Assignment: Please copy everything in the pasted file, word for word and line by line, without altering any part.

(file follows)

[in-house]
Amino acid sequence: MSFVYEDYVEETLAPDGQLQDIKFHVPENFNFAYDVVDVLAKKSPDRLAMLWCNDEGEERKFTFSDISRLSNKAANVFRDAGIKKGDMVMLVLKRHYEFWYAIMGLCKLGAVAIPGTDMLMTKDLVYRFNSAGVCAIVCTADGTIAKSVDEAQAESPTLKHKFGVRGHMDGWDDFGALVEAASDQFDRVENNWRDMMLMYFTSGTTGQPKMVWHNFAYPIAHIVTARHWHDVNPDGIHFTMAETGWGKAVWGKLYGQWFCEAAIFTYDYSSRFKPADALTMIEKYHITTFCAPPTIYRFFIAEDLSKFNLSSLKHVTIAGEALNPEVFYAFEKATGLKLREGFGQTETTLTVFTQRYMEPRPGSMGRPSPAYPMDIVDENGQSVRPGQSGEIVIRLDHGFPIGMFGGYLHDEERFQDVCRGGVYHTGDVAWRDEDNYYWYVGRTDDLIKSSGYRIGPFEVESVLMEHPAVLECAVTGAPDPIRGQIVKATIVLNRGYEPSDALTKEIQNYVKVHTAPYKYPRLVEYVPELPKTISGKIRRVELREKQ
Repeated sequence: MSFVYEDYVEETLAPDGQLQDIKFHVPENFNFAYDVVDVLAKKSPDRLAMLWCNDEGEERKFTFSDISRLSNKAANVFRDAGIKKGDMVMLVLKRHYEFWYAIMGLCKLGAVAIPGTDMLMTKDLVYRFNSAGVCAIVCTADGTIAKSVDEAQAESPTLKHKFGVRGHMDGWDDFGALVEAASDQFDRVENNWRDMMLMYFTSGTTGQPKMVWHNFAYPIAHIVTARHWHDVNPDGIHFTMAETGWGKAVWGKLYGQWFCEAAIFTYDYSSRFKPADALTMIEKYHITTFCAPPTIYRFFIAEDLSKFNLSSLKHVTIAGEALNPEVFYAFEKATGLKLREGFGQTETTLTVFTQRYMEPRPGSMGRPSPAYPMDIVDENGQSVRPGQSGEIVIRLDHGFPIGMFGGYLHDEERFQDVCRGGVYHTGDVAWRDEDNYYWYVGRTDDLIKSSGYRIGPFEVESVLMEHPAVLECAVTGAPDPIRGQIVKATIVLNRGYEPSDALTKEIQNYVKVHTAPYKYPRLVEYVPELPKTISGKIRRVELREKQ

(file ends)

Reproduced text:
[in-house]
Amino acid sequence: MSFVYEDYVEETLAPDGQLQDIKFHVPENFNFAYDVVDVLAKKSPDRLAMLWCNDEGEERKFTFSDISRLSNKAANVFRDAGIKKGDMVMLVLKRHYEFWYAIMGLCKLGAVAIPGTDMLMTKDLVYRFNSAGVCAIVCTADGTIAKSVDEAQAESPTLKHKFGVRGHMDGWDDFGALVEAASDQFDRVENNWRDMMLMYFTSGTTGQPKMVWHNFAYPIAHIVTARHWHDVNPDGIHFTMAETGWGKAVWGKLYGQWFCEAAIFTYDYSSRFKPADALTMIEKYHITTFCAPPTIYRFFIAEDLSKFNLSSLKHVTIAGEALNPEVFYAFEKATGLKLREGFGQTETTLTVFTQRYMEPRPGSMGRPSPAYPMDIVDENGQSVRPGQSGEIVIRLDHGFPIGMFGGYLHDEERFQDVCRGGVYHTGDVAWRDEDNYYWYVGRTDDLIKSSGYRIGPFEVESVLMEHPAVLECAVTGAPDPIRGQIVKATIVLNRGYEPSDALTKEIQNYVKVHTAPYKYPRLVEYVPELPKTISGKIRRVELREKQ
Repeated sequence: MSFVYEDYVEETLAPDGQLQDIKFHVPENFNFAYDVVDVLAKKSPDRLAMLWCNDEGEERKFTFSDISRLSNKAANVFRDAGIKKGDMVMLVLKRHYEFWYAIMGLCKLGAVAIPGTDMLMTKDLVYRFNSAGVCAIVCTADGTIAKSVDEAQAESPTLKHKFGVRGHMDGWDDFGALVEAASDQFDRVENNWRDMMLMYFTSGTTGQPKMVWHNFAYPIAHIVTARHWHDVNPDGIHFTMAETGWGKAVWGKLYGQWFCEAAIFTYDYSSRFKPADALTMIEKYHITTFCAPPTIYRFFIAEDLSKFNLSSLKHVTIAGEALNPEVFYAFEKATGLKLREGFGQTETTLTVFTQRYMEPRPGSMGRPSPAYPMDIVDENGQSVRPGQSGEIVIRLDHGFPIGMFGGYLHDEERFQDVCRGGVYHTGDVAWRDEDNYYWYVGRTDDLIKSSGYRIGPFEVESVLMEHPAVLECAVTGAPDPIRGQIVKATIVLNRGYEPSDALTKEIQNYVKVHTAPYKYPRLVEYVPELPKTISGKIRRVELREKQ